6. When you talk, state your feelings, but do not imply that only you are right.
7. Listen to what your teenager has to say. Do not interrupt. Take the time to think about what has been said and ask the same courtesy for yourself, but stress that what you say is only your opinion.
8. Do not expect more from your teenager than you do from yourself.
9. You may have to change the lesions you are teaching by example. For example, if you want a teenager to stop smoking and you, yourself, smoke; see if you can both agree to stop. And even if no agreement is reached, you stop anyway!
10. Become willing to be taught by your teenager. Show interest in what he or she tells you. This will encourage friendship.
11. Enjoy the companionship of your teenager. Parents may invite the teenager to join them in some activity, which they enjoy. Do not be hurt if you are refused; remember this is the age for breaking away from parents.
12. Try to learn the teenage language and do not get angry at its use. This does not mean that you have to use it.
13. Live and let live. Trying to fashion your teenager in your own image will not work.
14. You may need counseling. A psychologist or family counselor may save much time and effort and help you change yourself or your behavior.
15. Let go, and let your teenager grow up.
16. Show your affection for your teenager with an occasional hug, an arm around the shoulder, a pat on the back, and expressions of appreciation.
17. You cannot give permission for a teenager to do anything illegal or allow the teenager to break the law while living with you.
18. You do not have to spend money on teenagers for any object or activity of which you disapprove.
19. You should be willing to listen carefully to proposed ventures and to discuss these sympathetically, giving your opinions. You may withhold your blessing, but you should not threaten or give an outright refusal.
20. In crisis situations, such as accidents while driving or arrests, the less said in heat, the better. Wait until everything has calmed down.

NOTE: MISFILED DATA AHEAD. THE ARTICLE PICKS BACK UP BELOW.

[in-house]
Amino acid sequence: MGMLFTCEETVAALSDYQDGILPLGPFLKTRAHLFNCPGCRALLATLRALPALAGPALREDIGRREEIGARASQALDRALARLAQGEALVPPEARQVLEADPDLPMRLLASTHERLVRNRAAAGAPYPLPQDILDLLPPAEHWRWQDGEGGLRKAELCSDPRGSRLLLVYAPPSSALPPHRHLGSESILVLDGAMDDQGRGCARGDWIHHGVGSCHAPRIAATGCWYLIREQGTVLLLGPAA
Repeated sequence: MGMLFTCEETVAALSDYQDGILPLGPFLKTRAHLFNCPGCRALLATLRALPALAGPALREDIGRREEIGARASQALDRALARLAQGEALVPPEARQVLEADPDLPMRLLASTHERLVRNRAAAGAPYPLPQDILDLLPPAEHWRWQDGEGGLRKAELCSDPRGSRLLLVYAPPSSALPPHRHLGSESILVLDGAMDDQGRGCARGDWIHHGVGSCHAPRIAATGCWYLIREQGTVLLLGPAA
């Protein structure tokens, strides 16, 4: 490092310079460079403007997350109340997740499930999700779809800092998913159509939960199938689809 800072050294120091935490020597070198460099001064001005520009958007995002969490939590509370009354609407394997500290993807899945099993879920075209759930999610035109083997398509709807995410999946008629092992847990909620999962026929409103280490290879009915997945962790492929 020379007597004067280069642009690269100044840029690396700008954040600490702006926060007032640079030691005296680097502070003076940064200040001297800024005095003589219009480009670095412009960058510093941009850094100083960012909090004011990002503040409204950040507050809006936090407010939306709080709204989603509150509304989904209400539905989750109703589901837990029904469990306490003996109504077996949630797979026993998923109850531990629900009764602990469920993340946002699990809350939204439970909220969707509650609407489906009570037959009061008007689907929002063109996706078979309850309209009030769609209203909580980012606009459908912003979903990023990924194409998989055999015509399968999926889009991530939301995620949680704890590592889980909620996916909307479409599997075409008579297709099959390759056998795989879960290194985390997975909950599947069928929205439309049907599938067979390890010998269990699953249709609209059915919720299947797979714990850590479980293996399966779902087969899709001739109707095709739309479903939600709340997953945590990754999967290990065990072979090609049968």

He who learns must suffer, and, even in our sleep, pain that cannot forget falls drop by drop upon the heart, and in our own despair, against our will, comes wisdom to us by the awful grace of God.

Aeschylus

Disconnectedness is the source of almost all human problems, such as what is called mental illness, drug addiction, violence crime, school failure, spousal and child abuse, to mention a few.

“We too have the power to choose happiness over righteousness. Righteousness means remembering every time someone hurts us or disappoints us, and never letting them forget it (and—frightening thought—giving them the right remember every time we hurt them or let them down and constantly remind us of it). Happiness means giving people the right to be human, to be weak and selfish and occasionally forgetful, and realizing that we have no alternative to living with imperfect people.

Boston Globe columnist Linda Weltner makes the point in a story she tells. She remembers sitting in a park watching children at play. Two children get into an argument, and one says to the other, “I hate you! I’m never going to play with you again!” For a few minutes, they play separately, and then they are back sharing their toys with each other. Ms. Weltner remarks to another mother, “How do children do that? How do they manage to be so angry with each other one minute, and the best of friends the next?” The other mother answers, “It’s easy. They choose happiness over righteousness”.

The quest for righteousness estranges people each other; the quest for happiness enables them to get past their shortcomings and connect with each other. And strange as it may seem, happiness may be a more authentically religious value than righteousness. “

From:
Harold Kushner, How Good Do WE Have to Be? pp. 108-109

Book available on our website.